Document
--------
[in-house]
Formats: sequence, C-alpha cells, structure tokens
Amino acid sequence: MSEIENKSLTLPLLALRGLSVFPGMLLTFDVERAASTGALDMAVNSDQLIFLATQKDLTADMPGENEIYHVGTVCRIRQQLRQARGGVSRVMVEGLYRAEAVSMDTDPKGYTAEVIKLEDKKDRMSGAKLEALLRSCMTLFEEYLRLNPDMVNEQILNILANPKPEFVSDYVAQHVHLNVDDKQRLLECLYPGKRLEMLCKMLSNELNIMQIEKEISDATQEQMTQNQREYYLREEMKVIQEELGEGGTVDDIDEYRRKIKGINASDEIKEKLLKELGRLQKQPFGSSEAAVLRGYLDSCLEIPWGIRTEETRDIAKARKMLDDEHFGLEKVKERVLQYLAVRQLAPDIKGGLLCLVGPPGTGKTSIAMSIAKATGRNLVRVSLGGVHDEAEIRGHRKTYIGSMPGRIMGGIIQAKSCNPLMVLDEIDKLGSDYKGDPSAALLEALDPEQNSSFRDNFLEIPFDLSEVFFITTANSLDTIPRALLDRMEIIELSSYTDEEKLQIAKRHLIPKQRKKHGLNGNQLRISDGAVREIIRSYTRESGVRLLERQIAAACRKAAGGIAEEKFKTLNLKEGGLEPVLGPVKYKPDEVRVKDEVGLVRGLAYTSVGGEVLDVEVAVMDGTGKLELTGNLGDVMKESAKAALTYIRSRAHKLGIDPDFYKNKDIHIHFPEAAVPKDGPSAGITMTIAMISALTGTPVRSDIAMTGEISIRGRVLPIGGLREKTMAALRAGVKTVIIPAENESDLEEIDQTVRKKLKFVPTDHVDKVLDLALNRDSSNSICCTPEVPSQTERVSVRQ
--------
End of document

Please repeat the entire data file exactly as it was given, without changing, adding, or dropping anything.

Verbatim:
[in-house]
Formats: sequence, C-alpha cells, structure tokens
Amino acid sequence: MSEIENKSLTLPLLALRGLSVFPGMLLTFDVERAASTGALDMAVNSDQLIFLATQKDLTADMPGENEIYHVGTVCRIRQQLRQARGGVSRVMVEGLYRAEAVSMDTDPKGYTAEVIKLEDKKDRMSGAKLEALLRSCMTLFEEYLRLNPDMVNEQILNILANPKPEFVSDYVAQHVHLNVDDKQRLLECLYPGKRLEMLCKMLSNELNIMQIEKEISDATQEQMTQNQREYYLREEMKVIQEELGEGGTVDDIDEYRRKIKGINASDEIKEKLLKELGRLQKQPFGSSEAAVLRGYLDSCLEIPWGIRTEETRDIAKARKMLDDEHFGLEKVKERVLQYLAVRQLAPDIKGGLLCLVGPPGTGKTSIAMSIAKATGRNLVRVSLGGVHDEAEIRGHRKTYIGSMPGRIMGGIIQAKSCNPLMVLDEIDKLGSDYKGDPSAALLEALDPEQNSSFRDNFLEIPFDLSEVFFITTANSLDTIPRALLDRMEIIELSSYTDEEKLQIAKRHLIPKQRKKHGLNGNQLRISDGAVREIIRSYTRESGVRLLERQIAAACRKAAGGIAEEKFKTLNLKEGGLEPVLGPVKYKPDEVRVKDEVGLVRGLAYTSVGGEVLDVEVAVMDGTGKLELTGNLGDVMKESAKAALTYIRSRAHKLGIDPDFYKNKDIHIHFPEAAVPKDGPSAGITMTIAMISALTGTPVRSDIAMTGEISIRGRVLPIGGLREKTMAALRAGVKTVIIPAENESDLEEIDQTVRKKLKFVPTDHVDKVLDLALNRDSSNSICCTPEVPSQTERVSVRQ